So I ran yesterday, and it went well. Which bodes well for the race I'm doing Saturday...maybe I can actually get through the run in one piece! Yahooyippeeeeeeee!

I can't WAIT to race this weekend. This is the first summer I haven't had a 70.3 looming over me and I definitely needed it. I love to race but knew that cutting back was going to be a smart plan, and even though there are moments when I think hey-maybe-I-could-do-Rev3?-I know that YES, I could do it, but I do not HAVE to. And that has been a nice feeling. I am excited to just enjoy a few races this summer and then wait until I really want something longer (which, who am I kidding, will probably be Rev3 half next year).

And on a completely unrelated note, I got my AP scores online today. I have to admit I really wasn't sure what this bunch would do. We all felt confident about the DBQ, though, and I crossed my fingers and hoped we had all done the other work for the rest of the test.

I am a big geek for this, but here goes: the scores were so good that I cried. Literally teared up. The best they've been in the 4 years I've been doing this. Out of 39 kids that took the test, 24 got 4s or 5s.

Proudly wearing my geek badge,


Saturday, July 02, 2011

Pretty much the coolest thing ever


The coolest thing happened on my ride today. I am so excited.

So first off, I should preface by saying I was initially bummed out about my ride. I couldn't find anyone around who could go at the time I needed to and close enough to home (since this weekend is full of superfuncraziness) so I reluctantly settled on going myself. I felt all sorry for myself for a bit. But then I thought, hey, this could be an adventure! And adventures are fun. So I turned that frown upside down.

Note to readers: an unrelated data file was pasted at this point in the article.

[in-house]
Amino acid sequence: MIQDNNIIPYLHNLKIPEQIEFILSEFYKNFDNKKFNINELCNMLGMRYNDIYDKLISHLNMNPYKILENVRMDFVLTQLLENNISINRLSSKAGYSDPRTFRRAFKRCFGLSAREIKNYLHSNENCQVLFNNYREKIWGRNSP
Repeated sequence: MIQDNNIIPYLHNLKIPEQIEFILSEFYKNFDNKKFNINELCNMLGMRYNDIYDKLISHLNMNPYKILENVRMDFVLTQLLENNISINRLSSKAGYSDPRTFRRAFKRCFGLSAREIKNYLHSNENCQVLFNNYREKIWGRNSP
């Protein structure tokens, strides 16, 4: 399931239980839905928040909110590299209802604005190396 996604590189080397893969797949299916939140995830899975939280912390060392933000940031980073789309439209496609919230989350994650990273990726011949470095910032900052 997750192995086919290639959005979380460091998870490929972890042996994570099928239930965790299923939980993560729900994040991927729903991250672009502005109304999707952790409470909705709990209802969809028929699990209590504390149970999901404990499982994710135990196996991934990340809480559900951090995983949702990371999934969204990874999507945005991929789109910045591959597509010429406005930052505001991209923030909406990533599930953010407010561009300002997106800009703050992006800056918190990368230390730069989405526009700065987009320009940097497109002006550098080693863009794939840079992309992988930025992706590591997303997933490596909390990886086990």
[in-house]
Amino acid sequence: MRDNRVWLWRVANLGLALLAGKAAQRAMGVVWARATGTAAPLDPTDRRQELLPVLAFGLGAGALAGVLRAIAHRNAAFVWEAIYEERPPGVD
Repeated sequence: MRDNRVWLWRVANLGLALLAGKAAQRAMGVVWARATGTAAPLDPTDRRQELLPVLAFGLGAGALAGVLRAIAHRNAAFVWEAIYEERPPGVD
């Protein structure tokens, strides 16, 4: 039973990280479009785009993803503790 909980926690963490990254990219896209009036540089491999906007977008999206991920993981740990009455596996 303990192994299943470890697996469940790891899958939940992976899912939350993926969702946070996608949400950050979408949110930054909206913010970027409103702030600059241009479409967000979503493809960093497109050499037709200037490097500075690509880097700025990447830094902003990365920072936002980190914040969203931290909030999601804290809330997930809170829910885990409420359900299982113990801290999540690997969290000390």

After a few mojitos too many last night after a long day at the beach and a picnic with friends, my tummy felt like poo. I was afraid I wouldn't even be able to ride at all! But luckily, I felt SO much better when I woke up. It was crazy humid, so I took some extra water and a salt tab or two. I also realized that I was out of Gu Chomps.

PSA to those of you with kids: swipe a bag of your kid's Annie's Bunny Snacks in a pinch for good riding food. They worked swimmingly!

Started out on the lake and it was just a beautiful morning. The lake was super calm and the sun was coming up. I chased my shadow for a bit and was in a headwind but was still pretty impressed with the pace I was holding. Then I felt a few drops. But the sun was out! Bizarr-o. I was trying to figure out if, in fact, it was really raining when I saw this:

And then I decided that yes, it was raining. And rainbows are awesome.

Kept on truckin' along until I made it out to Lakeview Park in Lorain. I stopped to refill my bottles at this really nice little brunch place/beach house, and a sweet little older fella and I got to talking about biking. He loved to ride and suggested to me that I try a trail--"it's 3 and a half miles--ONE WAY," he said winking--and I put on my most impressed face I could and said I would love to try it!

Headed back home and about 10 miles out, a guy passed me at a light. He looked super fit and had a full Pearl Izumi kit on. I knew he was no joke so I figured he'd be gone, but lo and behold, we were about the same pace. I sort of hung back for a while because I didn't want to be that creepy chick who hangs in your draft and mooches, so then I eventually passed him. A few miles later, he passed me back but we started talking.

Turns out he lives in ST. PAUL, Minnesota and is in town visiting his mom for the weekend!

Oh, it gets better.

He's ALSO doing Lifetime next weekend!

How freaking cool is that?!

So we talked all about the race and shared some tri stories. Turns out he's done tris for over 25 years (puts my approaching 10 year anniversary to shame!) and qualified for Clearwater 70.3 Championships at Branson last year! So basically, he's crazy fast and I'm lucky I could even hang with him. So I made a St. Paul buddy here in the NEO! We said we'd try to find each other next weekend (but I know it's a big race) and went our separate ways.

I finished a smidge over 2 hours and with 40 miles (had to make it an even 40 so I went to the end of my street...ain't no way I'm gonna let that PowerTap say 39.7 or some lame shizz like that). Came back home and was all smiles.

Sometimes a nice long solo ride is just what you need. And I even made a buddy or two and saw a rainbow!

Off to Minneapolis on Friday! I am gettin' pretty excited.

Happy 4th of July to my USA homies!